EXPLORING SAN MARCOS PUEBLO
WITH DR. JOHN A. WARE
JULY 18, 2020
TO HONOR THE 40TH ANNIVERSARY OF THE ARCHAEOLOGICAL CONSERVANCY
CANCELLED DUE TO COVID 19
San Marcos Pueblo is one of seven large pueblo villages in the Galisteo Basin south of Santa Fe that were founded in the late 1200s or early 1300s. The pueblo consists of several dozen stone and adobe room blocks enclosing multiple plazas. Visited in the late sixteenth century by Spanish explorers, a mission church and convento were completed at San Marcos in the early 1630s. Residents played an active role in the Pueblo Revolt of 1680. The village is located in close proximity to the Cerrillos turquoise and lead deposits, which may explain why San Marcos was a major production center for lead glaze paint pottery. When troops of Don Diego de Vargas in the reconquest of New Mexico arrived at San Marcos in 1693, the village was abandoned. Its residents are thought to have joined Keresan-speaking communities along the Rio Grande north of Albuquerque.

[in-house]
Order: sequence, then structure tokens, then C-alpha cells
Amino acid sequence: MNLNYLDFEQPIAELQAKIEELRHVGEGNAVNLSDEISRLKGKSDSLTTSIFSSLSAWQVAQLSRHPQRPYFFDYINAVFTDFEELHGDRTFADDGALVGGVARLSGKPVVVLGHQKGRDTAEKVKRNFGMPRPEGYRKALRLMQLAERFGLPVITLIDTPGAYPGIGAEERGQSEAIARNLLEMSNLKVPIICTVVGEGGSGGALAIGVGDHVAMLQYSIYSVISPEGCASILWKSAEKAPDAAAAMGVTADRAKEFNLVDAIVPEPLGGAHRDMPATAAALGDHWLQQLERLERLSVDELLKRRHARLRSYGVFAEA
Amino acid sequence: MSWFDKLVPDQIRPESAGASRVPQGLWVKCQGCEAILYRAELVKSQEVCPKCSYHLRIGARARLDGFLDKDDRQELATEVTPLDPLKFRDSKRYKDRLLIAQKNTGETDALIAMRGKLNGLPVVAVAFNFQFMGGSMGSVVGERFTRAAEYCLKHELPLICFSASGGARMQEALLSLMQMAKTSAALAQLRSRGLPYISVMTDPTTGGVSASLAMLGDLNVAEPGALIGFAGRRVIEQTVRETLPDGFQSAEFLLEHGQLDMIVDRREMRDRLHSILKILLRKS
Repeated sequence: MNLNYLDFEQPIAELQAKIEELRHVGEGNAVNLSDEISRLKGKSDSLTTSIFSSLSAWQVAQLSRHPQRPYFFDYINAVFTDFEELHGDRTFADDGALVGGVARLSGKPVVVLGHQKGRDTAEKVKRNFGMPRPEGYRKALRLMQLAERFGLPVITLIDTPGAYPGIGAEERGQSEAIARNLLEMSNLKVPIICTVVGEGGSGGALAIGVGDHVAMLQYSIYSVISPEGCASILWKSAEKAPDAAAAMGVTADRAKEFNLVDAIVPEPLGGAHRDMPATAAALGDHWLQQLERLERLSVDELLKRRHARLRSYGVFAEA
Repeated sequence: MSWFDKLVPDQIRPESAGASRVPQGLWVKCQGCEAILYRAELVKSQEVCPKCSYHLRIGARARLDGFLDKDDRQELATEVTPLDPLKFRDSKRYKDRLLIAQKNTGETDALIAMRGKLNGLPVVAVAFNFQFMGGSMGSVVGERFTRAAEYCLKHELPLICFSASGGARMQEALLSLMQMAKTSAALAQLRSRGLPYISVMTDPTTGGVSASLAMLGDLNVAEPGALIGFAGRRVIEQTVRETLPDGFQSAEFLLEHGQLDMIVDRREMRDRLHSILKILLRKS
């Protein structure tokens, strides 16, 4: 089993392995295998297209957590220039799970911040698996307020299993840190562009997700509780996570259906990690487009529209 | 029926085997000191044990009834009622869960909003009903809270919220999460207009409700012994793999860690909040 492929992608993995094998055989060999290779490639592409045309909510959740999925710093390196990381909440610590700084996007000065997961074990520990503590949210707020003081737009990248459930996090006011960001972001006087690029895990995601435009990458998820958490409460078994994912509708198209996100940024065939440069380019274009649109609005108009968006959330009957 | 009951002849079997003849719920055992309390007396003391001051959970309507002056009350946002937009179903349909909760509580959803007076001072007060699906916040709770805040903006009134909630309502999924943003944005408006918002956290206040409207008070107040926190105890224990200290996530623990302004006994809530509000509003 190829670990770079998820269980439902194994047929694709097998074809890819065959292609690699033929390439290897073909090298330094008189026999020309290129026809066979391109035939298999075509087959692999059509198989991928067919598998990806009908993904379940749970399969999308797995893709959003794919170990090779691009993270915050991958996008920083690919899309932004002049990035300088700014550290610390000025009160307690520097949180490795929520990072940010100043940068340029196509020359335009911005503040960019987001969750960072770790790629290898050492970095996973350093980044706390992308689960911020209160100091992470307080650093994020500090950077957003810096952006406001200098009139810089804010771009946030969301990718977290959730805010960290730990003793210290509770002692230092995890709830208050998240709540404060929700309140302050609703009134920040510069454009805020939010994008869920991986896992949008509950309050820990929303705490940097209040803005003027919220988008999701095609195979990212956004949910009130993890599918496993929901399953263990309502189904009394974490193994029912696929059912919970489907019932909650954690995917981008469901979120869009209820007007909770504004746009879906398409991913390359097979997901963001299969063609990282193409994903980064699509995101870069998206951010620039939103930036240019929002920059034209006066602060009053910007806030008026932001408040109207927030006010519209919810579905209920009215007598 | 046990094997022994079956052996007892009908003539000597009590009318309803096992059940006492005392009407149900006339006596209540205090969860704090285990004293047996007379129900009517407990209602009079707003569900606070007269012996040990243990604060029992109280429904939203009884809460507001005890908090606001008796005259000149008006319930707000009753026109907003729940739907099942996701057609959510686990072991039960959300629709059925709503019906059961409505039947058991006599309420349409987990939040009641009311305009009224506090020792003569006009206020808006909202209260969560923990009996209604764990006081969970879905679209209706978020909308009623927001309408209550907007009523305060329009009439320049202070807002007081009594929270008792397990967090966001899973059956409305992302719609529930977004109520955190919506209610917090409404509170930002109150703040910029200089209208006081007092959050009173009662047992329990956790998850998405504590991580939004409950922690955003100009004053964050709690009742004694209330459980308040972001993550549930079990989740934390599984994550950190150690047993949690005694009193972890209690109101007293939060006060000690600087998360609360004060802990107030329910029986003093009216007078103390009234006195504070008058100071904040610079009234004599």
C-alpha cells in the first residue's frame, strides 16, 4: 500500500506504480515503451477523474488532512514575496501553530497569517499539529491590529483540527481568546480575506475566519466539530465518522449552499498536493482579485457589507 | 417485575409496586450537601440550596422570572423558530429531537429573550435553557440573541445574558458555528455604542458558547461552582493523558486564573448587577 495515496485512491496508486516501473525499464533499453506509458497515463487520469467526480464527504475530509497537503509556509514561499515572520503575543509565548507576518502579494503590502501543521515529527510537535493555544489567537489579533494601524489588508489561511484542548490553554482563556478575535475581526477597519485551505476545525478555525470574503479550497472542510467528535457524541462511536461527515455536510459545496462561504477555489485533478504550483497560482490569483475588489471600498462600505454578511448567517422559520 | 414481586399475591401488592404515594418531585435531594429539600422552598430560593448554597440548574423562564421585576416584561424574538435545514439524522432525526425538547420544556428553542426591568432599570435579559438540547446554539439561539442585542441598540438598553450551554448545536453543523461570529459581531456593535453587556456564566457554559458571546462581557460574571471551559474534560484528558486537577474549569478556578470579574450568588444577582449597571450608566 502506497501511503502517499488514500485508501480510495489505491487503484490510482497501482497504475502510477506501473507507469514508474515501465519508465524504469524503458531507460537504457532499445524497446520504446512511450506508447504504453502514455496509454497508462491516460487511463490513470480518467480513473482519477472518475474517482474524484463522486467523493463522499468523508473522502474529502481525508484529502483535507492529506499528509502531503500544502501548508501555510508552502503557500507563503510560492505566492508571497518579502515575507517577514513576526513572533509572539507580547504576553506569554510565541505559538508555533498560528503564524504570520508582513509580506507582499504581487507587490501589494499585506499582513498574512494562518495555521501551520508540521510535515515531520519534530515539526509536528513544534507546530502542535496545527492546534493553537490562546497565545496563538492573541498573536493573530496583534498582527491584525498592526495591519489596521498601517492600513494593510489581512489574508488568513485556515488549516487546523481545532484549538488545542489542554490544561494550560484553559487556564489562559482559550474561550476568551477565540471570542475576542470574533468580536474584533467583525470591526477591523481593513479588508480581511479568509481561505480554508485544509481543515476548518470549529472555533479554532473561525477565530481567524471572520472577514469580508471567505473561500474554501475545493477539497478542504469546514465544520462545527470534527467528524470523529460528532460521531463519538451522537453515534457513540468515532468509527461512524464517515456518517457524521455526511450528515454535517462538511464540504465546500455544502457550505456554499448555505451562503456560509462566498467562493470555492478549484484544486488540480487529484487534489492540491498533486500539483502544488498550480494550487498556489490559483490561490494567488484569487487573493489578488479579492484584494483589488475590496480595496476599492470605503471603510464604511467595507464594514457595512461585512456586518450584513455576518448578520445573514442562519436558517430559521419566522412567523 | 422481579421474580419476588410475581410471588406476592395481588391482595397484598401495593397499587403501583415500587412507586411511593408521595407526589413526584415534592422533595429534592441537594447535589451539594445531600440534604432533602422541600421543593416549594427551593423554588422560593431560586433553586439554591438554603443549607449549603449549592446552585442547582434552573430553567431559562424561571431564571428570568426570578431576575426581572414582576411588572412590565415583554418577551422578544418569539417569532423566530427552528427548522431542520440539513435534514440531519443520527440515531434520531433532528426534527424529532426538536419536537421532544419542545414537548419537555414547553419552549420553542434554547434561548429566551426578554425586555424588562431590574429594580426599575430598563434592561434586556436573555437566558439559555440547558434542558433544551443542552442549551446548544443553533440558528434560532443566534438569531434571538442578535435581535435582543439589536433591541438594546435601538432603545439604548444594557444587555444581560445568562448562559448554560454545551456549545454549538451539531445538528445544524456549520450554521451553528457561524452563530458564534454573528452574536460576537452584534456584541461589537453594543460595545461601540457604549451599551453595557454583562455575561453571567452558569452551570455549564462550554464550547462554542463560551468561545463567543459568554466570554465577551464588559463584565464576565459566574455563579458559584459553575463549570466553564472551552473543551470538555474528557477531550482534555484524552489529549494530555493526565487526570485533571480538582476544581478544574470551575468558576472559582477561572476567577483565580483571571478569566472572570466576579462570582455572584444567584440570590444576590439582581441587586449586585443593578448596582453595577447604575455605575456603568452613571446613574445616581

Join Southwest Seminars and Dr. John Ware Founding Director, Museum of Indian Arts and Culture, former Director Lab of Anthropology and former Executive Director, The Amerind Foundation for a tour of San Marcos Pueblo. Dr. Ware will be joined by Jim Walker, Southwest Regional Director of the Archaeological Conservancy, and Gary Capshaw, site steward for San Marcos Pueblo. Tuition includes a nice lunch, a donation to The Archaeological Conservancy, honoraria for our scholars, and fee for our services.
$150 per person.